Just watched the episode of BBC’s series ‘Amazing Hotels: Life Beyond the Lobby’ where they featured the Royal Mansour Hotel of Morocco. The hotel is essentially designed to make you feel like you’re in a kingly palace – all your quarters are private, you never catch a whiff of the ‘servants’, and you are as distanced from the real world outside as any high-up official could desire. It feels a little unreal, in fact. The hosts of the show, Giles Coren and Monica Galetti stepped into this world half as guests and half as staff. A hotel like that is built on the groundwork of a labyrinth of perfectly trained staff – 500 in all – who needed to be fluent in French, Arabic and English. The labyrinth was so large you sometimes needed golf-carts to get around in, and as Giles said, it felt like “Downtown Abbey meets Aladdin, with a bit of James Bond for good measure.”
I also began to understand how luxury hotels work at a service level: the top management, including the head chef, were French, and it was they who brought to the table the elegance, style and sophistication such a class of people demanded from the service offered to them. Everyone, however, top-down, took a remarkable pride to the work they were doing: whether it was being on-call 24 hours a day, seven days a week to greet important guests, making a drape look beautiful 350 times a day for as many of those drapes, cleaning, polishing and driving a car-ful of guests around town, arranging fruits on a plate before the arrival of guests.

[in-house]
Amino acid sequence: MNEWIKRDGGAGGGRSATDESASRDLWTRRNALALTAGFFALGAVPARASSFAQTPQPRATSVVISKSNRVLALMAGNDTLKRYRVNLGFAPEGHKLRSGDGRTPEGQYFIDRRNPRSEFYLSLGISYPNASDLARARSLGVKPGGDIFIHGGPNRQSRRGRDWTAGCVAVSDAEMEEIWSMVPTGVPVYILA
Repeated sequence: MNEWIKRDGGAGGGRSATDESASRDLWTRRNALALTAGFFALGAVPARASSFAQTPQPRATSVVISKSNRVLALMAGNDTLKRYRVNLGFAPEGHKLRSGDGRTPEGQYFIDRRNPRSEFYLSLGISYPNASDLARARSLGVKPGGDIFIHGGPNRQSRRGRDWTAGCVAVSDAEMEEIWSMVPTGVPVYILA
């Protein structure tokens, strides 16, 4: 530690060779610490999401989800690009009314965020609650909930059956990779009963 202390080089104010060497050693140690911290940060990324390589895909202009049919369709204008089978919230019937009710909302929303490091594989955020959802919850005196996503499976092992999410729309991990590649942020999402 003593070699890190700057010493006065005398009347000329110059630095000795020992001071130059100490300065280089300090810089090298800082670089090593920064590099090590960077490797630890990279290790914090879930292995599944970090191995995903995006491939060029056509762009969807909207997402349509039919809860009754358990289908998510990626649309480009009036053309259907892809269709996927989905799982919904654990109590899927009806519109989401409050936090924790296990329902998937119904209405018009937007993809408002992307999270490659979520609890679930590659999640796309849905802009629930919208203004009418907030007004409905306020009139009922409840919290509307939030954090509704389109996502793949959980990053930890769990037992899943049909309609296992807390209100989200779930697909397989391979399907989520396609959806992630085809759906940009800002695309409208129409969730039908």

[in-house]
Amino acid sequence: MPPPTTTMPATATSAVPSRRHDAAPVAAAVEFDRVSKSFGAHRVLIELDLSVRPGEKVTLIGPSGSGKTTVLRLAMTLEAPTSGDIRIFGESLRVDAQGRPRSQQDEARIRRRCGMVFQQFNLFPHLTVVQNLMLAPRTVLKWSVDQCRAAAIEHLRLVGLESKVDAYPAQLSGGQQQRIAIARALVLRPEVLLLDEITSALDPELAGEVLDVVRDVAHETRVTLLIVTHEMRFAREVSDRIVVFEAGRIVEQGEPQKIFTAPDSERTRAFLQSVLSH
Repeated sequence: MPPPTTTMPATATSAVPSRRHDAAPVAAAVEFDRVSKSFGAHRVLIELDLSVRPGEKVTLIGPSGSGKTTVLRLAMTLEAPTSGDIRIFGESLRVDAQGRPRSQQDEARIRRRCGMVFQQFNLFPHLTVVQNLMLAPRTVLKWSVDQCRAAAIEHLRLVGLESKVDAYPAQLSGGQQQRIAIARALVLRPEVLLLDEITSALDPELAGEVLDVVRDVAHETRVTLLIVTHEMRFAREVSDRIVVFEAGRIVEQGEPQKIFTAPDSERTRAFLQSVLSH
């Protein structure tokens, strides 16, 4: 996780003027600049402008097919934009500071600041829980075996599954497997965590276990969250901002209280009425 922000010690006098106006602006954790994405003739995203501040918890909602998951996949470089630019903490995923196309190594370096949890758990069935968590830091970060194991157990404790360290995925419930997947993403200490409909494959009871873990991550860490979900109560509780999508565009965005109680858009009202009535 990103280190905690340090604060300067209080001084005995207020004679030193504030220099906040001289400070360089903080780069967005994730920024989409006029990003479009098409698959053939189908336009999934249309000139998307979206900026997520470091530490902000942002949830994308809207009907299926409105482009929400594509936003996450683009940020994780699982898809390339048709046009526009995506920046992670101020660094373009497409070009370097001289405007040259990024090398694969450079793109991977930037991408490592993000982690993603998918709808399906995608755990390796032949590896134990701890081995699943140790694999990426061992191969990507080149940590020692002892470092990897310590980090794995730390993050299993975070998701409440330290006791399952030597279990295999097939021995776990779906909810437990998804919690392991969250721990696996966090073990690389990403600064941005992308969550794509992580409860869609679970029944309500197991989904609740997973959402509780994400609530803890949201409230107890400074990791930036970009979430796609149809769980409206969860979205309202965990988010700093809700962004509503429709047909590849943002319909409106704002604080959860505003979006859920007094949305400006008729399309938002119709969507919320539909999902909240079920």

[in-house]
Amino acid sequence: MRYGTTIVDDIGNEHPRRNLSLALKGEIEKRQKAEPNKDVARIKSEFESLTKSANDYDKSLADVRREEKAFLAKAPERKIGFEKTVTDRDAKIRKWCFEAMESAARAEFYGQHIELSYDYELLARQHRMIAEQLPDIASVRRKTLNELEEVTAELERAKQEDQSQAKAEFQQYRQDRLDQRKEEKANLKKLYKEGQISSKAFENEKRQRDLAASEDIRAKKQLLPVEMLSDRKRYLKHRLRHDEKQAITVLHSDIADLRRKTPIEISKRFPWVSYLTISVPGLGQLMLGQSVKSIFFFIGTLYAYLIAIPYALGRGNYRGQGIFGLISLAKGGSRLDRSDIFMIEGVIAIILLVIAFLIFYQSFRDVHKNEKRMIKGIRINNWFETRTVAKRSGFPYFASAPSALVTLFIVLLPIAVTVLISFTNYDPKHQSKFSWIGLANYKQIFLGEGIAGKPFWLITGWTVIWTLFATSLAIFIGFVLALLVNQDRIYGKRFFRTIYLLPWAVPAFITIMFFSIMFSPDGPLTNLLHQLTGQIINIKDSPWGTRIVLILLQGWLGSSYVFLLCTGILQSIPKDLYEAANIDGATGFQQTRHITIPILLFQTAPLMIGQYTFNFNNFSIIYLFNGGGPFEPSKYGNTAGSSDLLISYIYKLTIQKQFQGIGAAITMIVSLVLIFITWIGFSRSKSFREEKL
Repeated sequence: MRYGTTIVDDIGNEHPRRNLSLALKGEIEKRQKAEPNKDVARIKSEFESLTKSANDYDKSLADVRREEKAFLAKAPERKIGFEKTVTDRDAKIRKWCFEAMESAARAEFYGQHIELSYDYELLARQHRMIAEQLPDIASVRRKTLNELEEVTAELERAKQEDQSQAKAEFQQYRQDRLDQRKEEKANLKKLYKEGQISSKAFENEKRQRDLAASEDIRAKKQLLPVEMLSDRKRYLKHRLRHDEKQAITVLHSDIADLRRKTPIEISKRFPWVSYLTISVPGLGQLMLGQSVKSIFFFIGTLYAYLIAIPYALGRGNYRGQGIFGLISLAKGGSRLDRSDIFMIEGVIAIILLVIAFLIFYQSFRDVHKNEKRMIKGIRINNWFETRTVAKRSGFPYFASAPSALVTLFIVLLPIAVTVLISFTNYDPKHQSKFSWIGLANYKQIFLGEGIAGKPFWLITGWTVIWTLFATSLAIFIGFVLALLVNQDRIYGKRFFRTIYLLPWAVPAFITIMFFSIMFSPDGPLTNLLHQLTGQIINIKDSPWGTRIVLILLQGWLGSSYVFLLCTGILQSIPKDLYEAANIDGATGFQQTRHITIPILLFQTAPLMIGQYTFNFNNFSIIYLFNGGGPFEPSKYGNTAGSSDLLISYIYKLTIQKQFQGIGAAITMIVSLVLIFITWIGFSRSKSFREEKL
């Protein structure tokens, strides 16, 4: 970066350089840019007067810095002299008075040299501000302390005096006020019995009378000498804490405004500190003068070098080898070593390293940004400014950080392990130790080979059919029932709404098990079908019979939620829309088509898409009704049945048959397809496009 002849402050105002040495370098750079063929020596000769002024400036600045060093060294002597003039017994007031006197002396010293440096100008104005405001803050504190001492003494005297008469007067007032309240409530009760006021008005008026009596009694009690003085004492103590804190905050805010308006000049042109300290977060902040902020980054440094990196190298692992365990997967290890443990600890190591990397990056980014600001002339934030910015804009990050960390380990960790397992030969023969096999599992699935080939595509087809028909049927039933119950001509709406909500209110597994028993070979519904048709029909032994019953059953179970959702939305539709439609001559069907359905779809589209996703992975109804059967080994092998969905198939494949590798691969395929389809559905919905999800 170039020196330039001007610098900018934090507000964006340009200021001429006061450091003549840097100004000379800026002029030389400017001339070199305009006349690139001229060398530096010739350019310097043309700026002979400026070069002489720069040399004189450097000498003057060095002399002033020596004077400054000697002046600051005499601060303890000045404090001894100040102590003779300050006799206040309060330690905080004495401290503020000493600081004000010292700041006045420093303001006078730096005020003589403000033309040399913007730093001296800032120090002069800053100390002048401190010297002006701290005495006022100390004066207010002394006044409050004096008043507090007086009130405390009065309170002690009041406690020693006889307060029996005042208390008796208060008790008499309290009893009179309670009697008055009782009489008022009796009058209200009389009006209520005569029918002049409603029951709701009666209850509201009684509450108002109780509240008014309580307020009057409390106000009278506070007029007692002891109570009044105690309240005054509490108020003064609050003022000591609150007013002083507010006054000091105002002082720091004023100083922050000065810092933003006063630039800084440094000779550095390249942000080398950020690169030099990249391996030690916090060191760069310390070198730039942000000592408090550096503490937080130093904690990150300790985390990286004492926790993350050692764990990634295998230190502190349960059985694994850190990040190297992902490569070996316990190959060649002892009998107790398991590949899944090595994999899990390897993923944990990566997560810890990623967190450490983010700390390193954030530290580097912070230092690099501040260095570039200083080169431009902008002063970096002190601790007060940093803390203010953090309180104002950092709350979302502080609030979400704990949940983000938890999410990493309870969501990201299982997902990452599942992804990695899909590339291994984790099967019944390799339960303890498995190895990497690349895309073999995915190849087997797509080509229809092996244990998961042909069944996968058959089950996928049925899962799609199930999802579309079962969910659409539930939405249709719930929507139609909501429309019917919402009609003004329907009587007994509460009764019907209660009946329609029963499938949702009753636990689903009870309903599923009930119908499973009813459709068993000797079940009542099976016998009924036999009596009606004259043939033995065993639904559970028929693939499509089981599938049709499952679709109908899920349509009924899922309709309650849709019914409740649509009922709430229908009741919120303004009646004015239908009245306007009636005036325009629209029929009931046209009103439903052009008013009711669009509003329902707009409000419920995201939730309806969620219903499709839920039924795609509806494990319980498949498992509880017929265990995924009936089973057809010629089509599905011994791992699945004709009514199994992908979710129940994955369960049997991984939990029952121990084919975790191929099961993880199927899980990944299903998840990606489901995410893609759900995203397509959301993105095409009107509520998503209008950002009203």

It felt almost otherworldly, watching them. At the end of it all, Giles and Monica – perhaps to get a grip back on reality – slipped away from the staff quarters just enough to clink champagne glasses. Perhaps there was also comfort in knowing that they, unlike the real staff, could escape from such a big life still: for once, distance was more of a comfort than a strain.